The political implications of Halloween in public schools

Anyone who thinks public schools are neutral in treating spiritual matters had better take a closer look Photo: AP Image

CALIFORNIA November 2, 2013 — Halloween is part of the American culture. Whether it’s just a great fantasy outlet for children or a tool of Satan depends on your perspective.

The United States was founded on Biblical principles that included freedom of conscience, speech and religious practice. The First Amendment to the Constitution prohibits the federal government from inhibiting the free exercise of religious beliefs, whether Christian or not.

Unfortunately, public schools are not as neutral in religious matters as most believe them to be.

Parties and make-believe role playing are very common in public schools during Halloween. Even when harvest festivals replace the name of Halloween, there can still be every size and shape of witch, ghost and goblin attending classes and school events.

Dressing up as a superhero can be charming and even motivational for younger children. But when they mimic Satan, witches, demons, zombies or even death (skeletons), why aren’t the dark spiritual implications questioned?

The core of Halloween is the antithesis of Christianity; gory, creepy costumes make light of the reality of evil and death itself (John 8:43-44). Christianity celebrates life, as well as the giver of life (John 6:35-40). Ask yourself: Does Halloween, with all its activities and role-playing, help mature a child for a higher and nobler calling, or does it feed a child’s sinful nature (Proverbs 22:6)?

Now ask yourself: Are public schools really neutral in these spiritual matters?

What would happen if students dressed up as Jesus Christ, or the Apostle Paul, or even Mary the mother of Jesus? What if they handed out Bibles instead of candy, or even openly talked about the gospel of eternal life? Would that violate school policy?

The answer is pretty clear.

If a student’s role playing is overtly Christian, a school will probably be open to legal action for allowing religious proselytizing on public property. Yet cute little anti-Christian representations of demonic spirits or witches are just as religious and spiritual and are only chuckled at (1 Corinthians 2:14-16).

The fact is that children are being used in a larger spiritual battle (1 Peter 5:8). If Halloween embodies dark religious entities and practices, aren’t public schools then contributing to the desensitizing of children to what the Bible clearly warns against (Ephesians 5:11)?

But wait, public schools don’t explicitly promote evil; Halloween is just good old fashioned fun.

That argument would be credible if Christian beliefs were allowed to be role played at the same time. But not only are they unwelcome at Halloween, they’re also purged from other important celebrations, like Christmas and Easter.

Recall the now traditional lawsuits at Christmas time to remove anything even hinting of Biblical truth or the gospel from government property.

Nativity scenes, traditional Christmas hymns, the exchange of Christmas cards and presents, and even saying “Merry Christmas” are being purged as much as possible. Apparently nothing is welcome in public schools that points to the joyous birth of the world’s only Savior of sinners, the God-child Jesus Christ (John 10:27-30; 11:25-26; 14:6). This in spite of the fact that Christmas, unlike Halloween, is a national holiday.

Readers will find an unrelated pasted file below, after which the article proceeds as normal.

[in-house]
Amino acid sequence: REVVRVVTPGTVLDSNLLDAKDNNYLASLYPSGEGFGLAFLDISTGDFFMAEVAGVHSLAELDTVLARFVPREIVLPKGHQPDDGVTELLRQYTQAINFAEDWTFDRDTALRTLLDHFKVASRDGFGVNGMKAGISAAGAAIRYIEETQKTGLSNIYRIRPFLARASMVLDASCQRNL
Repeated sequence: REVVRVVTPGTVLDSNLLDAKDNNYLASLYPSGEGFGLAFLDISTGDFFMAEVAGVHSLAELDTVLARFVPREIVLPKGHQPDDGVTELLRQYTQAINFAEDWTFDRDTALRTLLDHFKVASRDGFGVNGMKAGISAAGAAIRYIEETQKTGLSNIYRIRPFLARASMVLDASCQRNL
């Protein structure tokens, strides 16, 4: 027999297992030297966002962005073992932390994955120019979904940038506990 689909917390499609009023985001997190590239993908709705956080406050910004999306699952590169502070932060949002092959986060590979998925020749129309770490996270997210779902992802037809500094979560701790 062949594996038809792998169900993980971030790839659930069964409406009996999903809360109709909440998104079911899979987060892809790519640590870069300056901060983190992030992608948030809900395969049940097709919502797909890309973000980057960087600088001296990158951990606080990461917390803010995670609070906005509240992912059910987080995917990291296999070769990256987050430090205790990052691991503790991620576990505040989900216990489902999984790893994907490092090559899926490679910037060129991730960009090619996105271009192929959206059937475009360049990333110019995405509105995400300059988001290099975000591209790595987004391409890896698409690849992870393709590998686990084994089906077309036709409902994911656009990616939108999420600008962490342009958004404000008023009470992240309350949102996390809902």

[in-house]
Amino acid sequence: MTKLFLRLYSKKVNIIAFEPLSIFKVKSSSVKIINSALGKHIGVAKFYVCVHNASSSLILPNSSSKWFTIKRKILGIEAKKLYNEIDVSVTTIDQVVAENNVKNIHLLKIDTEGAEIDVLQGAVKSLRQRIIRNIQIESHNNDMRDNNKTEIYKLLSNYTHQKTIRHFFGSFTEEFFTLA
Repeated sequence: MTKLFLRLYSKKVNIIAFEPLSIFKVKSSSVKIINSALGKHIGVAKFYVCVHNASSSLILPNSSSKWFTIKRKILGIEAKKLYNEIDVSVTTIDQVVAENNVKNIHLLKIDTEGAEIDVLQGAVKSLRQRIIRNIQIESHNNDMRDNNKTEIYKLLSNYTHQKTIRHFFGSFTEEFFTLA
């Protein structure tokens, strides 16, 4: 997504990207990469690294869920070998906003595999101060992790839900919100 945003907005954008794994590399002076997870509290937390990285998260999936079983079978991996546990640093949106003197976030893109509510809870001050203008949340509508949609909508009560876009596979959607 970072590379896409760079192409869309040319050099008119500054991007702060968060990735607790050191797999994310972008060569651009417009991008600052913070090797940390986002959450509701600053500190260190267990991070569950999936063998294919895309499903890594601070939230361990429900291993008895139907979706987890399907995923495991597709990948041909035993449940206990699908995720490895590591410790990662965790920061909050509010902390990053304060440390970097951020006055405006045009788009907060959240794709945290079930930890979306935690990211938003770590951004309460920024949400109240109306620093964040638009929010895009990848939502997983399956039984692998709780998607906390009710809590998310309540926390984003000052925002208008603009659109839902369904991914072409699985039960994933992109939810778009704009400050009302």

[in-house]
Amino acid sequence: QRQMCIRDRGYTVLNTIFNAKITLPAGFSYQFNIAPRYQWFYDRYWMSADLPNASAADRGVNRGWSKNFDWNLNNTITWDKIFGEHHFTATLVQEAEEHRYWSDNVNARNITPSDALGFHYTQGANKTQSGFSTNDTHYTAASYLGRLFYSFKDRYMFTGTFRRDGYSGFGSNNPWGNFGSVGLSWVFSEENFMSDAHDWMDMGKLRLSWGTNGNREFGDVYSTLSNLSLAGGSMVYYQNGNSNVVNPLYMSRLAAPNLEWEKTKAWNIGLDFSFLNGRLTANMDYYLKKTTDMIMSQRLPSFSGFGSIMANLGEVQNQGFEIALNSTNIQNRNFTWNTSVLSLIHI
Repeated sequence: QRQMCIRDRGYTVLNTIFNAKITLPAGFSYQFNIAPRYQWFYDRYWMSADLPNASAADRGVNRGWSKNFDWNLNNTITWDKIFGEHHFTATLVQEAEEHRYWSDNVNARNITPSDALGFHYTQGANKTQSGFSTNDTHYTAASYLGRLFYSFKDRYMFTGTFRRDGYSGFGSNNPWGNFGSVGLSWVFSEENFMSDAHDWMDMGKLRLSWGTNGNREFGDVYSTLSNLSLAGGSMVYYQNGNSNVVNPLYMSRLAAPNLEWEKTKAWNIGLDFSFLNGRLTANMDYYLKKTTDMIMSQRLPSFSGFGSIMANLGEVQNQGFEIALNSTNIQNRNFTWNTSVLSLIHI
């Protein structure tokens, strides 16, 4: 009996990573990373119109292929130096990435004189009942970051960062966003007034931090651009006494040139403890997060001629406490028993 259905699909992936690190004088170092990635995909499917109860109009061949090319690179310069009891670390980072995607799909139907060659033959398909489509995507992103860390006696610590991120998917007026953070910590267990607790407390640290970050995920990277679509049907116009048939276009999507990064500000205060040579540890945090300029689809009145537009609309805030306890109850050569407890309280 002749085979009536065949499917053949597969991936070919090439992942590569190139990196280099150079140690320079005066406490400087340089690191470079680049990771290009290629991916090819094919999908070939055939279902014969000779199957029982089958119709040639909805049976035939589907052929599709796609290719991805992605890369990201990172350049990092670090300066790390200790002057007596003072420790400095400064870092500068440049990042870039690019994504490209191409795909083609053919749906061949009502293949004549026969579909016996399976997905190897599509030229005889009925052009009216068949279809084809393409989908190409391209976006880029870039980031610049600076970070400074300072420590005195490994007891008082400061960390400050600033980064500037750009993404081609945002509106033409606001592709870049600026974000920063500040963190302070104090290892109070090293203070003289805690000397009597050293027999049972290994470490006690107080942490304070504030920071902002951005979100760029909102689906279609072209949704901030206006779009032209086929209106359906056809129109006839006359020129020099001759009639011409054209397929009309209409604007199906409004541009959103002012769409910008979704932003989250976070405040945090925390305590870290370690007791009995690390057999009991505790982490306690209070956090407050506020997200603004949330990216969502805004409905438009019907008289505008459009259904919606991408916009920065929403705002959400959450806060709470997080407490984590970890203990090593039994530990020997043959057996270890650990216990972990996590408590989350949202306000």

The irrational “separation of church and state” rule has been the weapon of choice to remove expressions of Christian faith and Biblical truth from schools. In their place are secular symbols and fantasies that have nothing to do with Christ: Santa Claus, Rudolph the red nosed reindeer, the holiday tree, Frosty the snowman, and anything else falsely claiming to represent the “true meaning” of Christmas.

The same thing occurs around Easter. Eggs, rabbits, candy, and even saying Spring break instead of Easter break all detract from the celebration of the central truth of the Christian faith: the resurrection of Jesus Christ from the dead (1 Corinthians 15:3-23). Instead of schools acknowledging what the Easter celebration commemorates for the vast majority of people, irrelevant symbols that actually obscure the profound implications of the resurrection are playfully substituted.

Politically, our Constitution has been twisted to allow any manner of benign caricature of Christian spirituality to be paraded in public schools with legal impunity. Constitutional principles are manipulated to ensure only purely secular symbols are used to somehow represent the central truths of the Christian faith: the birth, death and resurrection of Jesus Christ.

Sadly, these are the political realities in our public schools today.

Don’t misunderstand; even many Christians tolerate some pagan trappings during Christmas and Easter. But even with these distractions, the truths about Christ still shine through. It’s these spiritual truths that our secular public school system will not tolerate. They will, however, tolerate any manner of pagan spirituality that’s offensive to the pure gospel.

Spiritual warfare has existed since the fall of man and will continue until Christ returns. Until that day, even public schools won’t be immune from use as a spiritual weapon to replace God’s light with Satan’s darkness.

Unfortunately, our children are trapped in it.

Follow Frank on Twitter @FrankKacer or #BiblicalPolitics

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Frank Kacer

Frank Kacer has been writing and lecturing on the applications of a Biblical worldview to the contemporary issues of the day since the mid 1990s. Besides his regular Biblical Politics column with the Washington Times Communities, Frank has authored over 100 op-ed columns for Good News Etc. and the popular Christian Examiner. Frank can be reached at


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